One of the high points of my trip was driving up to Tennessee with my dear sweet Momma on Christmas Day.  Most of my roots are still in the Deep South, and whenever I'm that side of the Mason-Dixon line, I try to get some time in with family in Centertown, Tennessee.  My last trip to see my Tennessee kinfolk was way back in 2012, so my visit back to the Farm was long overdue.

Most of the family's got a history in farming, and Uncle Pug - who's in his late 70s - is still up and at 'em.  Imagine my surprise when he tells me Christmas morning that one of his Black Angus cows birthed a little one just a few hours earlier!  Somehow I talked Uncle Pug into naming it Candice, because let's get real - who doesn't want to have livestock named after them?  What an awesome, one-of-a-kind Christmas present!

Check out the video below of when Uncle Pug and I took the four-wheeler on the farm in search of "Candice."  My fave part is at the 02:19 minute mark when Uncle Pug tells me about "Big Daddy."  Enjoy!

Uncle Pug.  Quite the character.

"Candice" and Momma Cow.

They call this one "Candice."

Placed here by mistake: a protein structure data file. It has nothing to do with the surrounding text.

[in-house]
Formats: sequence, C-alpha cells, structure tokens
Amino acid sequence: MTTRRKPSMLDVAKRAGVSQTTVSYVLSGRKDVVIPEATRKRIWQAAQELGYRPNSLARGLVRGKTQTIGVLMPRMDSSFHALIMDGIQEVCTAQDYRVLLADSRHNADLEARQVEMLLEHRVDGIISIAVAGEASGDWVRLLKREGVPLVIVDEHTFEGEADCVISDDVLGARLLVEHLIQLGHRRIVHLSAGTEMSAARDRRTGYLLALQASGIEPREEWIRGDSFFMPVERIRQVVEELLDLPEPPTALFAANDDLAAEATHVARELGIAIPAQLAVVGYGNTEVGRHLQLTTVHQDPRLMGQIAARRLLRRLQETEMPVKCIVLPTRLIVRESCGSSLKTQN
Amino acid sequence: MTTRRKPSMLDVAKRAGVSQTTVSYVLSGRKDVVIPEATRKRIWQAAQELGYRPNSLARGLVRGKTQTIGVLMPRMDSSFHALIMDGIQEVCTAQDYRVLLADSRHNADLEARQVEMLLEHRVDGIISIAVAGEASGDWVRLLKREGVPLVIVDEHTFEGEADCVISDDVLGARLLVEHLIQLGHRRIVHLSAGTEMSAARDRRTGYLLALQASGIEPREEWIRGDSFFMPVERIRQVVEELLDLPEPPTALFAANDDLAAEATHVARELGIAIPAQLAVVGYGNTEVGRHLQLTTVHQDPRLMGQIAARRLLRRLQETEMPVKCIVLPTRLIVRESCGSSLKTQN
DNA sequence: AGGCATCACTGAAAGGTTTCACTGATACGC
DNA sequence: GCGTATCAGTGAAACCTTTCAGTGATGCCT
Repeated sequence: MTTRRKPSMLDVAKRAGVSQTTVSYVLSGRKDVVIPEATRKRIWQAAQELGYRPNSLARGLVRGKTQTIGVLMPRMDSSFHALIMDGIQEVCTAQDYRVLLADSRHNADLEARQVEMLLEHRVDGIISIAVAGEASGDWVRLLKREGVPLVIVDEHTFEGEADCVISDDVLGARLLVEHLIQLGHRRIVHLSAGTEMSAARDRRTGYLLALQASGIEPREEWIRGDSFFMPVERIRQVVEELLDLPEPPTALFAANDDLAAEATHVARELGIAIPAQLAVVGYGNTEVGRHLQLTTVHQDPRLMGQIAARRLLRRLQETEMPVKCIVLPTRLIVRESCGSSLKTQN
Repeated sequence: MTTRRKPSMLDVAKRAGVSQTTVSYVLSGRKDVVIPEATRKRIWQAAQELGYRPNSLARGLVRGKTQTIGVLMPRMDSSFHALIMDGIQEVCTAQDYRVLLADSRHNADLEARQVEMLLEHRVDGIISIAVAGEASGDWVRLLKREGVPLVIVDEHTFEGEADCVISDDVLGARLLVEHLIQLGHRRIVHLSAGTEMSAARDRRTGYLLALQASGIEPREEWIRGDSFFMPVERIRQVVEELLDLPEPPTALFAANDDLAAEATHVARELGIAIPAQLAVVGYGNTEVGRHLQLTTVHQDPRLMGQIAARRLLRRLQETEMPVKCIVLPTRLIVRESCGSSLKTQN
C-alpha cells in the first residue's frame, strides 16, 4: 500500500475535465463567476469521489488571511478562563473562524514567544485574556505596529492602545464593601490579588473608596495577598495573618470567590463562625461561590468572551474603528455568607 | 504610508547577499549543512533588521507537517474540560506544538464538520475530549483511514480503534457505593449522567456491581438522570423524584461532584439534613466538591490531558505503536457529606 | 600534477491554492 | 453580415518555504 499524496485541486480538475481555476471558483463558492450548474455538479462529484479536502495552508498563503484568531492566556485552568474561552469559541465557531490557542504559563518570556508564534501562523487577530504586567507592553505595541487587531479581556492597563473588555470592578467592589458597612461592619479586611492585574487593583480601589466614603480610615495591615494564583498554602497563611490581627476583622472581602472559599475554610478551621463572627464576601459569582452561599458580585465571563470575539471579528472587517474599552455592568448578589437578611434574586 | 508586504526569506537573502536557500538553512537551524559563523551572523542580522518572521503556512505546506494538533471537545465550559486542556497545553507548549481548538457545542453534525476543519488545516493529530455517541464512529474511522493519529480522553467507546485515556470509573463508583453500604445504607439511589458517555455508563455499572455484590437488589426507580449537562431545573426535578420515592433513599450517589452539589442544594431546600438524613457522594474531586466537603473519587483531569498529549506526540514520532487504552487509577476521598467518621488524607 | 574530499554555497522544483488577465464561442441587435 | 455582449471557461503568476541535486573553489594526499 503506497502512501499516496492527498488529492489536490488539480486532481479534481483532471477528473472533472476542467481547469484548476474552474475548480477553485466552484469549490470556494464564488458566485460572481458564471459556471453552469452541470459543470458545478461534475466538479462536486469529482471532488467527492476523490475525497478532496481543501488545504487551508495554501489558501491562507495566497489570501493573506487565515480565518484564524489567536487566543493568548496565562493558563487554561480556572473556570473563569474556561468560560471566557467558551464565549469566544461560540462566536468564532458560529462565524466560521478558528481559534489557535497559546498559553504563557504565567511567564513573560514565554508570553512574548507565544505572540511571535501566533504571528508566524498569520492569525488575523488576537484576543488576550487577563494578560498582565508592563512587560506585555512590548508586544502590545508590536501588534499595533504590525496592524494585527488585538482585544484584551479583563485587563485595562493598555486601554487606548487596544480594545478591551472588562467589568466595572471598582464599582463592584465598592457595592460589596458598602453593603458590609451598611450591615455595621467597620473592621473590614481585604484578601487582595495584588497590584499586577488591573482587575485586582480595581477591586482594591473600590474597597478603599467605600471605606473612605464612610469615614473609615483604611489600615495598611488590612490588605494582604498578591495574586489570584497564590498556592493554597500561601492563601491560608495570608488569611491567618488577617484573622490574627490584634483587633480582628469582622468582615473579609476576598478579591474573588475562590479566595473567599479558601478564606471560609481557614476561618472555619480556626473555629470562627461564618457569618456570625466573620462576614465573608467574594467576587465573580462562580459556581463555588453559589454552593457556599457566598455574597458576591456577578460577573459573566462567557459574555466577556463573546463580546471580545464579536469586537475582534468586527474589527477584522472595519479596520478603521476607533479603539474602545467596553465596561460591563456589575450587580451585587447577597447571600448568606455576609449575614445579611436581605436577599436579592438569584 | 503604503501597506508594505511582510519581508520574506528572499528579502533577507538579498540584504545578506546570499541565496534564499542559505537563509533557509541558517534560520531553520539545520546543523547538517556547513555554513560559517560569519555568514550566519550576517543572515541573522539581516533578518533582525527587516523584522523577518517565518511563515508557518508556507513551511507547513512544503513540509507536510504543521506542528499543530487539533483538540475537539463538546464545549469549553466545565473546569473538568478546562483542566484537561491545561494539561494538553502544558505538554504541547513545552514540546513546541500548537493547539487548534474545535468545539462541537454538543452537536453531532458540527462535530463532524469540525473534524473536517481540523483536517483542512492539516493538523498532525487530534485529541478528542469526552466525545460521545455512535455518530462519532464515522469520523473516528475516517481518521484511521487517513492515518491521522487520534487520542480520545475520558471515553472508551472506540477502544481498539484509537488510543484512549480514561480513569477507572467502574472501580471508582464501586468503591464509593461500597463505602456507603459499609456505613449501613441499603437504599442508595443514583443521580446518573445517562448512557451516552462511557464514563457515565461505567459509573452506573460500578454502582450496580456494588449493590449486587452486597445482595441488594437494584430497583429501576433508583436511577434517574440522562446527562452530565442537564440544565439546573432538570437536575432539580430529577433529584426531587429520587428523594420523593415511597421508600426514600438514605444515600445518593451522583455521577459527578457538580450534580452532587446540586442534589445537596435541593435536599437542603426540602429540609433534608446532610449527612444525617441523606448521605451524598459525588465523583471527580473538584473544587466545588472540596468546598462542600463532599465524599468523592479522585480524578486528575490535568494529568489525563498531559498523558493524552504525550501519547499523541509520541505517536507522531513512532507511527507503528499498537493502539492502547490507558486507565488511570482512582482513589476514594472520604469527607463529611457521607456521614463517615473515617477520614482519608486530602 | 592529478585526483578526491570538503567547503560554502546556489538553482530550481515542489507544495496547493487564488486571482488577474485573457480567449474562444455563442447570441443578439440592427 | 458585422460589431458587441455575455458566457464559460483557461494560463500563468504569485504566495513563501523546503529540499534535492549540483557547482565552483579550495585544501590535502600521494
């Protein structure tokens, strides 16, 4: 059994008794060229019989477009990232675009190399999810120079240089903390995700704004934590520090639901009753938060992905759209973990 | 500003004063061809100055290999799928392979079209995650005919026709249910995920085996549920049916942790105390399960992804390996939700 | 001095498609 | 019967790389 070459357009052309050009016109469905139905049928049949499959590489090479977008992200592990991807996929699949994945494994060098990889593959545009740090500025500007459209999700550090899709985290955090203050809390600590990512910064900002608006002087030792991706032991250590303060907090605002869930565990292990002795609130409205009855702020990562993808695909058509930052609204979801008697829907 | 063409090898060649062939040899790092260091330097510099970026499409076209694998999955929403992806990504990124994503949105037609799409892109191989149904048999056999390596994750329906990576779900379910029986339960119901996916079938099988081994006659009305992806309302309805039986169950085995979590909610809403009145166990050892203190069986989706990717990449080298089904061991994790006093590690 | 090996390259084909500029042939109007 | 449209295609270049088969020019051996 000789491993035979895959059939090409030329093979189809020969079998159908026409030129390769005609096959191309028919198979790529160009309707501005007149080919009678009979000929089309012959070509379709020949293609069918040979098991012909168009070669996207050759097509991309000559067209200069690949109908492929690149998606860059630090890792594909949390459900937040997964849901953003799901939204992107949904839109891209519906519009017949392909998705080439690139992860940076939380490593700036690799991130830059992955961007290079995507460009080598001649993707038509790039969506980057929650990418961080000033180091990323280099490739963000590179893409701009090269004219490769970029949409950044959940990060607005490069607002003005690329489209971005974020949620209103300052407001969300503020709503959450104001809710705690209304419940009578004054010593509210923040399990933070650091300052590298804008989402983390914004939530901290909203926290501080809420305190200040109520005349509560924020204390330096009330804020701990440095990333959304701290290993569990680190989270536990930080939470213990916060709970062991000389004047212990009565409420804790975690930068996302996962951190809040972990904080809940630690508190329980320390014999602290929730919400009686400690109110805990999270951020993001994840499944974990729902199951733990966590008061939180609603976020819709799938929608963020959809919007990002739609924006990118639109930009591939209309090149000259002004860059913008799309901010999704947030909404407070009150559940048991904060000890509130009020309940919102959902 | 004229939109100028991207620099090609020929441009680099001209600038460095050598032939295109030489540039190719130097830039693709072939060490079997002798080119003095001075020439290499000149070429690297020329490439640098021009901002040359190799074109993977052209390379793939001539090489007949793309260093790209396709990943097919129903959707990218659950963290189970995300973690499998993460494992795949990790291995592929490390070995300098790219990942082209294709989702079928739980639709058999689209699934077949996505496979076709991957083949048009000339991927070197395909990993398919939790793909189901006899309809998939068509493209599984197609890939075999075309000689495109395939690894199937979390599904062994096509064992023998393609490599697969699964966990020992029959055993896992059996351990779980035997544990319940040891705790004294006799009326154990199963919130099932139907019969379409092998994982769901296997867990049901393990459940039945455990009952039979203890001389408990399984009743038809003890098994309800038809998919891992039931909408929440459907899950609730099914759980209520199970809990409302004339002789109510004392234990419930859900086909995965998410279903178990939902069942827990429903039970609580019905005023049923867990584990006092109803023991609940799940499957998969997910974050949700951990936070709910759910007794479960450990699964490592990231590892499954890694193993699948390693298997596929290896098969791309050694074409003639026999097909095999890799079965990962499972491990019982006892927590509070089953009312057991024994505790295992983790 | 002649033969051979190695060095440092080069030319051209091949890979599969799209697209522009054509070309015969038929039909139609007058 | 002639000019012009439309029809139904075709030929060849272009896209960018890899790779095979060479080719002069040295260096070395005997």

I don't know this cow's name.  I will call it "Grumpy Cow."

Reunion Time

A far cry from Alaska, tonight I'm in Central Alabama for a long-awaited evening with my wonderful (and gorgeous!) friend, Stormy, who flew in from San Diego, and our close friends and mentors Audrey and Eduardo. Wish I lived closer to these three.


Funny story: in 2008, Stormy and I were visiting Audrey and Eduardo in their kitchen. The topic of my moving to Alaska came up, and I expressed my hesitancy. Audrey responded without missing a beat:

"What do you have to lose? It will change your life. You'll probably have the adventure of a lifetime, too."

For whatever reason, Audrey's statement flipped a switch in my mind. 

Later that evening, I literally saw the sign - a magnet on Audrey's fridge, which read: 

"Twenty years from now, you will be more disappointed by the things you didn't do than by the ones you did do."

Remember this inspiring advice, my friends. Remember it. Always.